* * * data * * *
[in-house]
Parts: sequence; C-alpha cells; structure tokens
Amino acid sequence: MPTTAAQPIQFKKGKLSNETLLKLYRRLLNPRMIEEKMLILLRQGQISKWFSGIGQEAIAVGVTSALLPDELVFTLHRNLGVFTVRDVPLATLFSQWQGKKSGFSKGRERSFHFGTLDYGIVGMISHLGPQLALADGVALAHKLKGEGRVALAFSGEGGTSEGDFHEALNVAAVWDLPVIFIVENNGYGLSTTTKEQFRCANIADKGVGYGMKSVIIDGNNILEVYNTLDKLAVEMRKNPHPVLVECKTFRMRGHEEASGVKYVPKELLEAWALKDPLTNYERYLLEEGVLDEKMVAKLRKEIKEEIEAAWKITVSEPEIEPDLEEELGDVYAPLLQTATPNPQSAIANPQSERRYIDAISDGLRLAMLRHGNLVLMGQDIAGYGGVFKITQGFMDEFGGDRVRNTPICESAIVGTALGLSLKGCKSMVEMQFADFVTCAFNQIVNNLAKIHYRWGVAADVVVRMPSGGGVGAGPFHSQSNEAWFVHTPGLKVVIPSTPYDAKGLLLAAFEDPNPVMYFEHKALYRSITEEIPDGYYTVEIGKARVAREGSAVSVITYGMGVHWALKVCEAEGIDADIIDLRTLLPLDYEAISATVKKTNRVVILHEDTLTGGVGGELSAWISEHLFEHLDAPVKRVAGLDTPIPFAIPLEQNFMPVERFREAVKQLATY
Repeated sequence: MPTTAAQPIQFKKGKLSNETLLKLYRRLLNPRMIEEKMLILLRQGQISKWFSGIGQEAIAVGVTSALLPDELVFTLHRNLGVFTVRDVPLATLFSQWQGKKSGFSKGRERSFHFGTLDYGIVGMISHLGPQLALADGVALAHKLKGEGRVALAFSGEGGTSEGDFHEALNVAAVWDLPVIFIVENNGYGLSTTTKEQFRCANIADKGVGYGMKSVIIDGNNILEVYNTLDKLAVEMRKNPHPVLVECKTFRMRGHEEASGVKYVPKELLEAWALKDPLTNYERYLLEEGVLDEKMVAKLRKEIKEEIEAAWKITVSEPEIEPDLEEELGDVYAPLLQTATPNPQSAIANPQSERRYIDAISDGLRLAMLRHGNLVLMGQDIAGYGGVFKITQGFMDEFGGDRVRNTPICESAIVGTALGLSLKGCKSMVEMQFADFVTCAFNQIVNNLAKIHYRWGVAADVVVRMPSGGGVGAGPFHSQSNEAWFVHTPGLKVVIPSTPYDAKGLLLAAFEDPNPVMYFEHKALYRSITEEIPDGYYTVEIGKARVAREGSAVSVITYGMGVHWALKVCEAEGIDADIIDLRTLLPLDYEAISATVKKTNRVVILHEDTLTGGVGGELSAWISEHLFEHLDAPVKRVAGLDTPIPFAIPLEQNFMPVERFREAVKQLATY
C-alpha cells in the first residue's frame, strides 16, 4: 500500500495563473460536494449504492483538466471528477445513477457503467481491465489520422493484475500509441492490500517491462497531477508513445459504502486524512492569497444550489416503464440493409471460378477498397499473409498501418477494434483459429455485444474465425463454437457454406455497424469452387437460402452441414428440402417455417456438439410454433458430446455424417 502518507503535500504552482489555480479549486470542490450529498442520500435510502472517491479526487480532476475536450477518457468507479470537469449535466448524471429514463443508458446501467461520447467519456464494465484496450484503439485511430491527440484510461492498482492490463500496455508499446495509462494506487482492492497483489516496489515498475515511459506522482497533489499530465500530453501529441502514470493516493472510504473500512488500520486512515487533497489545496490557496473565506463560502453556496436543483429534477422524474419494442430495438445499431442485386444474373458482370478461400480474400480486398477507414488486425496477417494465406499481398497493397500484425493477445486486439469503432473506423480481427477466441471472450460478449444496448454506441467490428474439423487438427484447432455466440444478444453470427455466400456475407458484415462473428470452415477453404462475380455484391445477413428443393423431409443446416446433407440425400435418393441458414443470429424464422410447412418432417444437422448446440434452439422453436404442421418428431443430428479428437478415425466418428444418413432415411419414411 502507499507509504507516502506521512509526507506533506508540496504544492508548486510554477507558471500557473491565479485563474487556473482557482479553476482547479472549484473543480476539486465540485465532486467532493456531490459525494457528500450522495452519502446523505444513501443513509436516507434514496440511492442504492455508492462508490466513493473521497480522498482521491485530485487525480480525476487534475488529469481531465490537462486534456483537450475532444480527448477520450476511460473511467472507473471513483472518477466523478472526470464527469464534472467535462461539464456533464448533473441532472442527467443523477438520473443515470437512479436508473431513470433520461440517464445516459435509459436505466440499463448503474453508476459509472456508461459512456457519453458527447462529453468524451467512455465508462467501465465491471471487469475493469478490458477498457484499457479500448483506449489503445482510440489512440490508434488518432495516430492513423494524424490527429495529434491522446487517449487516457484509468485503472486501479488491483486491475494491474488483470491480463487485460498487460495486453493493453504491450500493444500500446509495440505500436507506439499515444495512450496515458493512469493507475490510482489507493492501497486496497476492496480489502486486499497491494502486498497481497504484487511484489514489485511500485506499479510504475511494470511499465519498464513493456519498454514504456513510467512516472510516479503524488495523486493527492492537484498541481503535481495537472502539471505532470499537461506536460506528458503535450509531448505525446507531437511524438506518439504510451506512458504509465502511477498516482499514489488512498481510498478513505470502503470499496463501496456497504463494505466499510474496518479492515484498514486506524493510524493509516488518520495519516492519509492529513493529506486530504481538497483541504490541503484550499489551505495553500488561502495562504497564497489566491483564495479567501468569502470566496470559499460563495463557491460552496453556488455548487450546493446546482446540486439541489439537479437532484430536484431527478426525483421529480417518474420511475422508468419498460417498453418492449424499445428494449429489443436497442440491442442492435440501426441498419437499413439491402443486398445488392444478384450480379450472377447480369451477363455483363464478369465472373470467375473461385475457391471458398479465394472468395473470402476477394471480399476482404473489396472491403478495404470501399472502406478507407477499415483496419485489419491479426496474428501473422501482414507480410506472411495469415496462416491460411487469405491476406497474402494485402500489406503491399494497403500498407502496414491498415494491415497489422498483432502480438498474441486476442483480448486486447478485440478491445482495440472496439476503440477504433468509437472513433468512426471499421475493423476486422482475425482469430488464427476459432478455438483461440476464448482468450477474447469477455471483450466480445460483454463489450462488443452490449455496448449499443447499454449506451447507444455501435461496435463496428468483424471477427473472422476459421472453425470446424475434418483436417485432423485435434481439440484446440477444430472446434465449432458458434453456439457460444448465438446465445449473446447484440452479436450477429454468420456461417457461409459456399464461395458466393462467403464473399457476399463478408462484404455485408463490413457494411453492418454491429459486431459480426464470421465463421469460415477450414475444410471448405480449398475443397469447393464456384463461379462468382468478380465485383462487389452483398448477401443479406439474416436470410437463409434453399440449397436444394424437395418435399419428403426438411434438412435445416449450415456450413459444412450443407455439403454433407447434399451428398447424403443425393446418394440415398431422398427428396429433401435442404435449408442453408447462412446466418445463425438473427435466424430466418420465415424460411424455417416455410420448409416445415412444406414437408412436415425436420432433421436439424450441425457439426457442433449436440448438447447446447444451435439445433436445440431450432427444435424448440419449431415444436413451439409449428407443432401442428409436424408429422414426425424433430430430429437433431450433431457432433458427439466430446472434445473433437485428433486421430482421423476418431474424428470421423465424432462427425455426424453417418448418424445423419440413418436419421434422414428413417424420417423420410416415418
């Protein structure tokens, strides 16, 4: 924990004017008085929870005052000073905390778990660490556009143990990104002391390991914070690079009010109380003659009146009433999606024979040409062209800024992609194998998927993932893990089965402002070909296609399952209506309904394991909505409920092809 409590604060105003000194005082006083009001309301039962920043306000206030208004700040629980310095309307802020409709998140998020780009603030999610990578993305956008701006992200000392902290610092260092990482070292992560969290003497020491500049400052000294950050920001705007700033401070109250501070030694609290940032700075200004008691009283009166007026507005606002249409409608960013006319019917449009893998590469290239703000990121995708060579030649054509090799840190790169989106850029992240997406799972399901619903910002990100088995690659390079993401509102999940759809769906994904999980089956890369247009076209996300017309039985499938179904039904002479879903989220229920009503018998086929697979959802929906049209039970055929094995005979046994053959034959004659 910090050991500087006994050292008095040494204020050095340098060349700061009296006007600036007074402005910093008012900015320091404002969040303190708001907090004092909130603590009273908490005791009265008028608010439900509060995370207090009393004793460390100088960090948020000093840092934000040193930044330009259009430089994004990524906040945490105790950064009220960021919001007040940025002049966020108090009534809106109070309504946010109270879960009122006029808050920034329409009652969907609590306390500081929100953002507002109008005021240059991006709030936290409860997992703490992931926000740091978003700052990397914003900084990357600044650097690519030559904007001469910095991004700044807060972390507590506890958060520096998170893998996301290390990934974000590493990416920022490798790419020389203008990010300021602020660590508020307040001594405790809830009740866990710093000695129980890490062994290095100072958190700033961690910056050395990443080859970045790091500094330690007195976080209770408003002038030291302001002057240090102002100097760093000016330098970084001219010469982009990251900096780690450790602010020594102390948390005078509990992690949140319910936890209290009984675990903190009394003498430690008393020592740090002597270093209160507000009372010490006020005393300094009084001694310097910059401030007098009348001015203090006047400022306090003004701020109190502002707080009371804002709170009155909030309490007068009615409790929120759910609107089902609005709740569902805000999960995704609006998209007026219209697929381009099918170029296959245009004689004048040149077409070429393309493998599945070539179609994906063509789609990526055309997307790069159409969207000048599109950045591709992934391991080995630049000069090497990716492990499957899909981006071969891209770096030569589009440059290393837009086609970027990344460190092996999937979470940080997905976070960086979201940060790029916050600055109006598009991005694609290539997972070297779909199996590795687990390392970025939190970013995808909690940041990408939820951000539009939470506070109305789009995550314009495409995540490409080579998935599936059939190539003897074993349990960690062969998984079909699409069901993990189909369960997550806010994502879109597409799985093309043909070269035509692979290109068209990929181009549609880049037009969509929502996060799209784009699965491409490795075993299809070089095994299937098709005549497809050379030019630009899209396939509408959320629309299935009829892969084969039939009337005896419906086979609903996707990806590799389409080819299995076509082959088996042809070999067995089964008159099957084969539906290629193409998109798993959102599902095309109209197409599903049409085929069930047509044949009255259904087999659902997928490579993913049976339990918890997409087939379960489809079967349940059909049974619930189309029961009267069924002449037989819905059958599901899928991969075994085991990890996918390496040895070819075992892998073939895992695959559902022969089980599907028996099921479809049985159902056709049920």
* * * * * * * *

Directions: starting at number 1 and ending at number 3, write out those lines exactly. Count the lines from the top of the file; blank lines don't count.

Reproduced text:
[in-house]
Parts: sequence; C-alpha cells; structure tokens
Amino acid sequence: MPTTAAQPIQFKKGKLSNETLLKLYRRLLNPRMIEEKMLILLRQGQISKWFSGIGQEAIAVGVTSALLPDELVFTLHRNLGVFTVRDVPLATLFSQWQGKKSGFSKGRERSFHFGTLDYGIVGMISHLGPQLALADGVALAHKLKGEGRVALAFSGEGGTSEGDFHEALNVAAVWDLPVIFIVENNGYGLSTTTKEQFRCANIADKGVGYGMKSVIIDGNNILEVYNTLDKLAVEMRKNPHPVLVECKTFRMRGHEEASGVKYVPKELLEAWALKDPLTNYERYLLEEGVLDEKMVAKLRKEIKEEIEAAWKITVSEPEIEPDLEEELGDVYAPLLQTATPNPQSAIANPQSERRYIDAISDGLRLAMLRHGNLVLMGQDIAGYGGVFKITQGFMDEFGGDRVRNTPICESAIVGTALGLSLKGCKSMVEMQFADFVTCAFNQIVNNLAKIHYRWGVAADVVVRMPSGGGVGAGPFHSQSNEAWFVHTPGLKVVIPSTPYDAKGLLLAAFEDPNPVMYFEHKALYRSITEEIPDGYYTVEIGKARVAREGSAVSVITYGMGVHWALKVCEAEGIDADIIDLRTLLPLDYEAISATVKKTNRVVILHEDTLTGGVGGELSAWISEHLFEHLDAPVKRVAGLDTPIPFAIPLEQNFMPVERFREAVKQLATY